Frison v. WMC Mortgage Corporation et al

Filing 43

ORDER Granting Motions to Dismiss 28 , 29 ; Frison's TILA and RESPA claims are dismissed with prejudice. The remaining claims are dismissed without prejudice but without leave to amend. The complaint in its entirety is dismissed without leave to amend. Other requests are denied as moot and all pending dates are vacated. Signed by Judge Larry Alan Burns on 9/29/11. (kaj)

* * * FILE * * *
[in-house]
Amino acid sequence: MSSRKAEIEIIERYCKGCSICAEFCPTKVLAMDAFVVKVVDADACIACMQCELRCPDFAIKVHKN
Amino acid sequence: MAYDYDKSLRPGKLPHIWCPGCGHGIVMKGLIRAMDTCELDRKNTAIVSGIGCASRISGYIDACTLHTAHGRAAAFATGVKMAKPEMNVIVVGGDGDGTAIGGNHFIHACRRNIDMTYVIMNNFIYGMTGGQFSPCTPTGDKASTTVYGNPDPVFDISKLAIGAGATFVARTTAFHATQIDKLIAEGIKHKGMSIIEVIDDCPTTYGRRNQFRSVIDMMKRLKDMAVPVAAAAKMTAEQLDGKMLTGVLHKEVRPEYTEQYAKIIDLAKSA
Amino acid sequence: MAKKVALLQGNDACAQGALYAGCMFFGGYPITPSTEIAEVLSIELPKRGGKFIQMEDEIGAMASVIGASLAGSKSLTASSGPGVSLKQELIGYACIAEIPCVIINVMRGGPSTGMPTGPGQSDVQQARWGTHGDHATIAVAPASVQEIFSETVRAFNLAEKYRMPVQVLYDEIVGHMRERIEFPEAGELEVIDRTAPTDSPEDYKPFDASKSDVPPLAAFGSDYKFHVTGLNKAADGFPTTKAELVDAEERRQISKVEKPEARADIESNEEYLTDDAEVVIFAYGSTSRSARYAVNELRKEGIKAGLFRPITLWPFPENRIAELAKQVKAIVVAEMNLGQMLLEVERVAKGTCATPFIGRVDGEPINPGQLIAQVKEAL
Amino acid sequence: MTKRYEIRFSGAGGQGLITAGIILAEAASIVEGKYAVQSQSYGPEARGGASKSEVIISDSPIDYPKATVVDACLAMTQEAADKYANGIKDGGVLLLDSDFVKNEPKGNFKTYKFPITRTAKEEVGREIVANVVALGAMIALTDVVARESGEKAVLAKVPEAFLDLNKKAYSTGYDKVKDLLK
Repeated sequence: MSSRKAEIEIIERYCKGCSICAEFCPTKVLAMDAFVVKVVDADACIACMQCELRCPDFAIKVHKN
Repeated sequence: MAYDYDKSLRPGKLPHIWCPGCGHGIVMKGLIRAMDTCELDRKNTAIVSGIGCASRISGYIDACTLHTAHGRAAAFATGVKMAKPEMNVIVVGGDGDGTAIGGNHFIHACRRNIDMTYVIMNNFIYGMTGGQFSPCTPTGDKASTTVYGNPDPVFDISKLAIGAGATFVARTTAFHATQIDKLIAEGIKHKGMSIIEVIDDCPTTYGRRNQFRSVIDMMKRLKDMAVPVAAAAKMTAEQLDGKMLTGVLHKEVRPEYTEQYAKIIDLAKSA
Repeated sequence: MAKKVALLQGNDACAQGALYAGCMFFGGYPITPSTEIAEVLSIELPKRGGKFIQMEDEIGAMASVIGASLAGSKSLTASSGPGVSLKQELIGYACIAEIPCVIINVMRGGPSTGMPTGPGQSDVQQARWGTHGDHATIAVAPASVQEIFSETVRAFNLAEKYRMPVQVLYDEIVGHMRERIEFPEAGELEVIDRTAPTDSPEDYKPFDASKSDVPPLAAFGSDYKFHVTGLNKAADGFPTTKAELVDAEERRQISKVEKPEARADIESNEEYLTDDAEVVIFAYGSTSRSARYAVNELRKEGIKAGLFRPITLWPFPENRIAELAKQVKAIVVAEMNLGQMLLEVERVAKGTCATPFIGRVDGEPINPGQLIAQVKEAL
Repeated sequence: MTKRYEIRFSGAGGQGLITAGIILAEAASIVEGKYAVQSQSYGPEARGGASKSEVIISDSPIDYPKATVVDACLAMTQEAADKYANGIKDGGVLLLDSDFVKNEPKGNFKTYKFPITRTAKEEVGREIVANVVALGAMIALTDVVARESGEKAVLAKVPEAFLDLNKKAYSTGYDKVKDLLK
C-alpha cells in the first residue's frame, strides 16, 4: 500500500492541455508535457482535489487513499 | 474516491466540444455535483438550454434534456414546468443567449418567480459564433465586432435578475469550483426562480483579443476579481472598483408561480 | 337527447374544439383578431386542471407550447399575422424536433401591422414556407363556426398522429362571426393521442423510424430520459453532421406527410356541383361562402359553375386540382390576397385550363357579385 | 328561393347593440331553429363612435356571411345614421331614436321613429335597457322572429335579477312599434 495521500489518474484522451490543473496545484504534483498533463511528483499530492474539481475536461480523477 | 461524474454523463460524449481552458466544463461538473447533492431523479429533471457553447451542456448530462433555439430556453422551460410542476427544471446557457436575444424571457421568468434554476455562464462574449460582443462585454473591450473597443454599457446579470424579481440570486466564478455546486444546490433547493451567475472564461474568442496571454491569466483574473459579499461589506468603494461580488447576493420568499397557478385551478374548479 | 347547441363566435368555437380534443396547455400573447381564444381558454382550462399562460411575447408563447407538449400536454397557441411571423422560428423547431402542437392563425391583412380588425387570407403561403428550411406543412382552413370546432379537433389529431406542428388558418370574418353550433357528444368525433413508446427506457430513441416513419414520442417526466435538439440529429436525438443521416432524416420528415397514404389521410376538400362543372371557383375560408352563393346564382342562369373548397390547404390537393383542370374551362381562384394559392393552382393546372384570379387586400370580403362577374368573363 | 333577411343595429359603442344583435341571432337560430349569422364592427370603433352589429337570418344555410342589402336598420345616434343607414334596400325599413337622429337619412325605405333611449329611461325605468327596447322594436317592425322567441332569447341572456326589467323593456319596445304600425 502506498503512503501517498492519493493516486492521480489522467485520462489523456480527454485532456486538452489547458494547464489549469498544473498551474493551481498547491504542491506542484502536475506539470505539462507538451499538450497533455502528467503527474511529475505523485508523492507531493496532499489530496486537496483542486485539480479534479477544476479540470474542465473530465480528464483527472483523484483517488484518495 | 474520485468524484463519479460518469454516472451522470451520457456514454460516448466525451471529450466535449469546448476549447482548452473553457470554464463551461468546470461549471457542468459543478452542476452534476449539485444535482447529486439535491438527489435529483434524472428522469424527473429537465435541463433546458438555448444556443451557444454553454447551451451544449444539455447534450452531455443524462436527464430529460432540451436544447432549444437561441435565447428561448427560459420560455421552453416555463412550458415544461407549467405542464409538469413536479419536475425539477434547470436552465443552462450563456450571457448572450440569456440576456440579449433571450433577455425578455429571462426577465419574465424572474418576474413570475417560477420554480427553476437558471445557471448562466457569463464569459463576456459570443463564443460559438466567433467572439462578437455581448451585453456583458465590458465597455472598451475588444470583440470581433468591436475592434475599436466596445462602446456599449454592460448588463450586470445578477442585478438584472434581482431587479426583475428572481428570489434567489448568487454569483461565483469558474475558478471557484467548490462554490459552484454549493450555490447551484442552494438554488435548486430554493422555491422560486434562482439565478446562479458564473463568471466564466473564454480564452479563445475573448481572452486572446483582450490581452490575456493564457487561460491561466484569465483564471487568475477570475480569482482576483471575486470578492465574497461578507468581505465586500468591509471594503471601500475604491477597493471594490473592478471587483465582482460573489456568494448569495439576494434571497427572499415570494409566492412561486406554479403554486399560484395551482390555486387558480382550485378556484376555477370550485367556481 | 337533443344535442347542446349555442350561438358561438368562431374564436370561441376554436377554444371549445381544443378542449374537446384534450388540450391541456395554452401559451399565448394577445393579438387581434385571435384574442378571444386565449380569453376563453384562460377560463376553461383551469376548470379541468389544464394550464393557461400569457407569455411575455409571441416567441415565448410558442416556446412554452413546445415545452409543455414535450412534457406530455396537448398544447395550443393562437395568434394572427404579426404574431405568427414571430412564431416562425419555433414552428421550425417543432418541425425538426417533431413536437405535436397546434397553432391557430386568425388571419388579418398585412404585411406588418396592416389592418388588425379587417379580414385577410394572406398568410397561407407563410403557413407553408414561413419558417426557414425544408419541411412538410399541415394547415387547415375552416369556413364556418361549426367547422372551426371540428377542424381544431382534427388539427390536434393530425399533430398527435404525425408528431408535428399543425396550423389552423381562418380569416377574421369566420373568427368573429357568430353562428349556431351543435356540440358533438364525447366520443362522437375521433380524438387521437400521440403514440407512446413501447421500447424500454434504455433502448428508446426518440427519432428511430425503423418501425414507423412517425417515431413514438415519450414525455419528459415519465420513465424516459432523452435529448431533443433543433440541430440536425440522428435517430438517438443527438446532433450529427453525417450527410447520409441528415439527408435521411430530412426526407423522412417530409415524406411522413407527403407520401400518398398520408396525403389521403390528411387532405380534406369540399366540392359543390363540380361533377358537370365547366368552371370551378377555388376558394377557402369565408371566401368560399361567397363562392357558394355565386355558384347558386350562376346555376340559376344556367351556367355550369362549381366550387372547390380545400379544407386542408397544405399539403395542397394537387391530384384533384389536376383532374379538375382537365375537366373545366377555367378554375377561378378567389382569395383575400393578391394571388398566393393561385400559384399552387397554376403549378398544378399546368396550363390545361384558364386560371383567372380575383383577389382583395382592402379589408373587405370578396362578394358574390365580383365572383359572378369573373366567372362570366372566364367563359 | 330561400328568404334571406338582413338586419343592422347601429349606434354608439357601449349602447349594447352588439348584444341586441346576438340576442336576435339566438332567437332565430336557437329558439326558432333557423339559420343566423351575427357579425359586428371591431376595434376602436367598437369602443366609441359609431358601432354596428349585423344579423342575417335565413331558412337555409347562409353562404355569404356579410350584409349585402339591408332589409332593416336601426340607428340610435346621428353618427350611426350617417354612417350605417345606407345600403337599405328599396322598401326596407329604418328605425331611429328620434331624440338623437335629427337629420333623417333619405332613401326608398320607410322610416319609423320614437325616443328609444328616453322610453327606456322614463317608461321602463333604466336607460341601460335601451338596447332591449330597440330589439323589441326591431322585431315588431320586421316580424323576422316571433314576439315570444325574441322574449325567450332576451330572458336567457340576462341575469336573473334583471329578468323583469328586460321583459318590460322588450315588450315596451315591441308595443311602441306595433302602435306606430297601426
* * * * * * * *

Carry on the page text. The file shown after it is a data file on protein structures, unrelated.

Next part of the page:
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1 2 3 4 5 6 7 8 UNITED STATES DISTRICT COURT 9 SOUTHERN DISTRICT OF CALIFORNIA 10 11 VIOLA FRISON, 12 CASE NO. 09cv1733-LAB (NLS) Plaintiff, ORDER GRANTING MOTIONS TO DISMISS vs. 13 14 WMC MORTGAGE CORPORATION, et al., 15 Defendants. 16 17 18 This case concerns Plaintiff Viola Frison who has defaulted on her mortgage, and the 19 subsequent attempt by the lender to foreclose on Frison’s real property that serves as 20 security for that mortgage. After dismissal of the original complaint, Frison filed her First 21 Amended Complaint (FAC). The FAC seeks for the loan to be forgiven, damages, costs, 22 and attorney’s fees. The FAC identifies eight causes of action against claims, including: (1) 23 Violation of the Real Estate Settlement Practices Act (RESPA), 12 U.S.C. §§ 2605 et seq., 24 against Defendant Saxon Mortgage Services (“Saxon”); (2) Violation of the Truth in Lending 25 Act (TILA), 15 U.S.C. §§ 1601 et seq. against Defendants Deutsche Bank National Trust 26 Company (“Deutsche Bank”), WMC Mortgage, LLC (“WMC”) and Saxon; and various state 27 claims for violation of Cal. Bus. & Prof. Code § 17200, fraud, and negligent 28 misrepresentation. -1- 09cv1733 1 The FAC also identifies remedies such as rescission and determination of the validity 2 of the lien as causes of action. Quasi contract is also identified as a cause of action, 3 although in fact it is a theory by which Frison seeks to hold Saxon liable for wrongdoing 4 named in the other claims even if it is found to have no contract with Frison. 5 I. Legal Standard 6 A Rule 12(b)(6) motion to dismiss tests the sufficiency of the complaint. Navarro v. 7 Block, 250 F.3d 729, 732 (9th Cir.2001). In ruling on a motion to dismiss, the Court accepts 8 all allegations of material fact in the complaint as true and construes them in the light most 9 favorable to the non-moving party. Cedars-Sinai Medical Center v. National League of 10 Postmasters of U.S., 497 F.3d 972, 975 (9th Cir. 2007). While the scope of review on a 11 motion to dismiss for failure to state a claim is ordinarily limited to the contents of the 12 complaint as well as any “documents whose contents are alleged in a complaint and whose 13 authenticity no party questions, but which are not physically attached to the pleading, may 14 be considered in ruling on a Rule 12(b)(6) motion to dismiss.” Branch v. Tunnell, 14 F.3d 15 449, 454 (9th Cir.1994), overruled on other grounds by Galbraith v. County of Santa Clara, 16 307 F.3d 1119 (9th Cir. 2002). The court may treat such a document as “part of the 17 complaint, and thus may assume that its contents are true for purposes of a motion to 18 dismiss under Rule 12(b)(6).” United States v. Ritchie, 342 F.3d 903, 908 (9th Cir. 2003). 19 Frison in her opposition to the motions to dismiss again cites the old standard set forth 20 in Conley v. Gibson, 355 U.S. 41, 45–46 (1957), under which a Rule 12(b)(6) dismissal was 21 appropriate only where "it appears beyond doubt that the plaintiff can prove no set of facts 22 in support of his claim which would entitle him to relief." But as the Court has pointed out 23 (see Docket no. 19 at 10:17–24), the Supreme Court expressly repudiated that standard in 24 Bell Atlantic Corp. v. Twombly, 550 U.S. 544 (2007), holding that a complaint must “give the 25 defendant fair notice of what the . . . claim is and the grounds upon which it rests” and its 26 factual allegations must “raise the right to relief above a speculative level.” Id. at 555. The 27 complaint must contain enough factual allegations that, if accepted as true, would state a 28 claim for relief that is “plausible on its face.” Ashcroft v. Iqbal, 129 S.Ct. 1939, 1949 (2009). -2- 09cv1733 1 II. Discussion 2 Defendants raise a number of arguments and defenses, but the Court need not reach 3 them all, because it is clear the FAC must be dismissed. Much of the Court’s reasoning here 4 mirrors its reasoning in the order dismissing the original complaint, Docket no. 19, reported 5 at Frison v. WMC Mortg. Corp., 2010 WL 3894980 (S.D.Cal., Sept. 30, 2010). 6 The FAC identifies federal question jurisdiction and supplemental jurisdiction as the 7 two jurisdictional bases. The FAC points out the TILA and RESPA claims are federal claims, 8 and argues that the Court should also exercise supplemental jurisdiction over the remaining 9 state law claims. 10 A. 11 The loan agreement was executed October 12, 2004, and Frison didn’t file this action 12 until August 10, 2009, nearly five years later. Frison was put on notice that the limitations 13 period under TILA was at issue by the Court’s order dismissing her original complaint. 14 Defendants again argue that the TILA claim is time-barred. Frison does not dispute that, 15 absent tolling, the limitations period has run. For TILA damages claims, the one-year 16 limitations period may be suspended “until the borrower discovers or had reasonable 17 opportunity to discover the fraud or nondisclosures that form the basis of the TILA action.” 18 King, 784 F.2d at 915. TILA Claims and Statute of Limitations 19 Frison’s TILA claims are are based on alleged failure to provide disclosures at the 20 time of the loan’s origination (FAC, ¶¶ 54–62.) Frison specifically cites certain disclosures 21 that must be made (id., ¶ 57), though the pleadings show she is claiming only for a few 22 failures to disclose. (Id., ¶¶ 58–59.) 23 Under Fed. R. Civ. P. 12(b)(6), claims may be dismissed where the running of the 24 statute of limitations is apparent on the face of the complaint. Cervantes v. Countrywide 25 Home Loans, Inc., ___ F.3d ___, 2011 WL 3911031, slip op. at *8 (9th Cir. Sept. 7, 2011). 26 If the running of the limitations period appears on the face of the complaint, the Court 27 considers whether the complaint, construed with the required liberality, would support a 28 /// -3- 09cv1733 1 determination of tolling. Id. The standard for construction of pleadings is set forth in 2 Twombly and Iqbal. 3 In Cervantes, for example, the panel first determined the running of the limitations 4 period was “apparent on the face of the complaint because the plaintiffs obtained their loans 5 in 2006, but commenced their action in 2009.” 2011 WL 3911031, slip op. at *8. The panel 6 then considered whether the plaintiffs had “demonstrated a basis for equitable tolling of their 7 claims.” Id. 8 The Court follows this same line of inquiry. Because the running of the limitations 9 period is apparent on the face of the complaint, the Court asks whether Frison has 10 adequately alleged facts that would show tolling is available. 11 The FAC’s allegations in support of tolling are sparse, and are contained in ¶¶ 38, 55, 12 and 75. Paragraphs 55 and 75 are blanket allegations that “[a]ll defendants have concealed 13 facts upon which the existence of Plaintiff’s claims is based . . . .” (though paragraph 75 adds 14 further alleges they were “fraudulently concealed”). These conclusory allegations are 15 inadequate to support tolling. 16 Paragraph 38, the most detailed of the three, alleges generally that WMC and 17 Oceanfront misled her into entering into an unfavorable agreement. 18 allegations mention only the actions of Daniel Pate, acting as agent for Oceanfront (which 19 has already been dismissed as a party). Pate, the FAC alleges, rushed Frison through the 20 signing and failed to point out important terms. This paragraph mentions several omissions 21 in the paperwork she was given (omission of date contract signed, date of right to rescind, 22 and outline of distribution of loan proceeds). The FAC also alleges contradictions between 23 different documents (interest rate of 7.990% on the Note, but 8.390% on the TILA 24 disclosure). Moreover, this paragraph makes clear that even with the omissions, Plaintiff 25 was given copies of the documents. It mentions no facts to explain why she waited so long 26 to sue. Nor does it allege when she discovered the nondisclosures, although obviously she 27 did so at some point before filing suit. 28 /// -4- But the factual 09cv1733 1 Frison’s oppositions to the motions to dismiss likewise do not identify any facts that 2 would support tolling. They instead rely primarily on legal arguments suggesting that tolling 3 should be readily available until a borrower actually discovers the nondisclosure, which is 4 incorrect. 5 To the extent the nondisclosures would give rise to TILA claims, Frison had notice of 6 the nondisclosures at the time, either at the signing or shortly thereafter, when she began 7 making payments on the note. The fact that she did not actually discover gaps, omissions, 8 or contradictions in the paperwork, or did not realize their significance, is not controlling; the 9 limitations period runs from the time Frison reasonably could have discovered the 10 nondisclosures. King, 784 F.2d at 915; Hubbard v. Fidelity Fed’l Bank, 91 F.3d 75, 79 (9th 11 Cir. 1996) (per curiam) (declining to toll TILA's statute of limitations when “nothing prevented 12 [the borrower] from comparing the loan contract, [the lender’s] initial disclosures, and TILA's 13 statutory and regulatory requirements”). 14 The FAC also alleges Saxon’s failure to respond to qualified written requests, and 15 suggests that this prevented Frison from discovering the nondisclosures. But the alleged 16 qualified written requests were not sent until 2009, well after the statute of limitations had 17 run. 18 Because it is clear the statute of limitations has run on Frison’s TILA claims, and 19 because Frison was previously warned about failure to show why the statute of limitations 20 should be tolled (Docket no. 19 at 5:18–20), the TILA claims will be dismissed with prejudice. 21 B. RESPA Claims - Qualified Written Requests 22 The FAC identifies two communications as being qualified written requests (the 23 “QWRs” collectively, and “QWR 1" and “QWR 2,” respectively), alleging Frison sent both to 24 Saxon: QWR 1 on April 21, 2009 and QWR 2 on July 27, 2009. The FAC alleges Saxon 25 didn’t respond within the statutory time period. The Court’s earlier order of dismissal pointed 26 out that “the specifics of [the] two requests must be mentioned in the complaint . . . .” The 27 FAC does not adequately do this. Frison submitted the two QWRs as exhibits in support of 28 her opposition to Saxon’s earlier motion to dismiss. QWR 1 is attached as Exhibit B to -5- 09cv1733 1 Docket no. 9-1, while QWR 2 is attached as Exhibit C to the same document. The two are 2 similar and consist of a letter suggesting loan modification, and requesting voluminous 3 production of information. QWR1 offers to drop the request for information if the loan is 4 modified. QWR 2 is a follow-up letter repeating the request and using a form in which every 5 category of document and information is requested. 6 The FAC alleges that both QWRs reference a “dispute” but doesn’t say what the 7 dispute was. Looking at both QWRs, it is still not clear what the dispute was. The letters 8 merely attempt to engage Saxon in discussions about loan modification and request a great 9 deal of information for review. Significantly, QWR 1 suggests that if Saxon quickly agrees 10 to loan modification, Frison wouldn’t need responses. (See Docket no. 9-1 at 17 (“If we are 11 able to promptly resolve this matter, there may be no need for you to respond fully to the 12 Qualified Written Request transmitted in this letter.”).) 13 Saxon correctly points out the FAC doesn’t allege facts sufficient to show that QWR 14 1 and QWR 2 were in fact qualified written requests, even after having been warned in the 15 Court’s previous order of dismissal. Having reviewed them, it is still unclear to the Court why 16 they would actually be qualified written requests, rather than merely requests to negotiate 17 about loan modification. Nor has she alleged facts showing how she was harmed by the 18 failure to respond. 19 The FAC alleges that each of the QWRs requested 27 pieces or types of information. 20 Hardly any of these appear relevant to any type of dispute Frison might have wanted to 21 raise, and it is unclear how most of them pertain to the servicing of the loan. See 22 § 2605(e)(1)(A) (qualified written request asks “for information relating to the servicing of [a] 23 loan”). For example, it is difficult to imagine why Frison would need copies of HUD forms, 24 escrow instructions, personal contact information for all “owners,” and a loan modification 25 package in order to dispute anything she has mentioned in the pleadings at any point. Nor 26 is it clear how this would amount to information about the servicing of her loan. Some of it 27 appears to be the type of information Frison already knew or had, or could have known by 28 looking at her loan documents or statements (e.g., the type of loan, the total amount she -6- 09cv1733 1 borrowed, her present payment, copies of all loan applications, and all TILA disclosures). 2 Some of the requests more closely resemble requests for admissions (e.g., “Confirm that you 3 will not seek a deficiency in the event of foreclosure of this loan;” “Confirm that this loan was 4 characterized as a sub-prime loan,” etc.) 5 Under § 2605(e)(1)(B)(ii), a qualified written request must “include[] a statement of the 6 reasons for the belief of the borrower, to the extent applicable, that the account is in error 7 or provides sufficient detail to the servicer regarding other information sought by the 8 borrower.” Both QWRs fail to do this, and therefore do not appear to be genuine qualified 9 written requests even though they are labeled as such. 10 The FAC conclusorily alleges Frison suffered damages as a result of the failures to 11 respond, including fees and charges by Saxon, harm to her credit rating, legal fees and 12 costs, emotional distress, and missed work. But it does not allege how the failure to respond 13 to the QWRs caused any of these things. A claim under RESPA for failure to respond to 14 QWRs requires a showing that the violation proximately caused the plaintiff’s damages. 15 Hernandez v. Calif. Reconveyance Co., 2010 WL 1911244, slip op. at *3 (S.D.Cal., May 10, 16 2010). Conclusory and speculative allegations about the effects of failure to respond to a 17 QWR’s “laundry list” of requests for information are insufficient. Id.; see also Esoimeme v. 18 Wells Fargo Bank, 2011 WL 3875881, slip op. at *14 (E.D.Cal., Sept. 1, 2011) (where 19 plaintiff did not allege a specific inquiry constituting a qualified written request, and did not 20 allege pecuniary loss from alleged failure to respond, claim was insufficient and subject to 21 dismissal). 22 Because Frison has not successfully amended her complaint even after the defects 23 concerning qualified written request allegations were pointed out, because she has not 24 alleged harm as a result of the failure to respond to the QWRs, and because the QWRs do 25 not appear to be qualified written requests, the RESPA claims will be dismissed with 26 prejudice. 27 /// 28 /// -7- 09cv1733 1 C. Supplemental Jurisdiction 2 Because the two federal claims are being dismissed, the Court will decline to exercise 3 supplemental jurisdiction over the remaining state law claims, and they will be dismissed 4 without prejudice. See 28 U.S.C. § 1367(c)(3) (district courts may decline to exercise 5 supplemental jurisdiction over a claim if “the district court has dismissed all claims over which 6 it has original jurisdiction”); United Mine Workers of Am. v. Gibbs, 383 U.S. 715, 726 (1966) 7 (“[I]if the federal claims are dismissed before trial . . . the state claims should be dismissed 8 as well.”). 9 III. Conclusion and Order 10 For the reasons set forth above, Frison’s TILA and RESPA claims are DISMISSED 11 WITH PREJUDICE. The remaining claims are DISMISSED WITHOUT PREJUDICE BUT 12 WITHOUT LEAVE TO AMEND. The complaint in its entirety is DISMISSED WITHOUT 13 LEAVE TO AMEND. Other requests are DENIED AS MOOT and all pending dates are 14 VACATED. 15 16 17 IT IS SO ORDERED. DATED: September 29, 2011 18 19 HONORABLE LARRY ALAN BURNS United States District Judge 20 21 22 23 24 25 26 27 28 -8- 09cv1733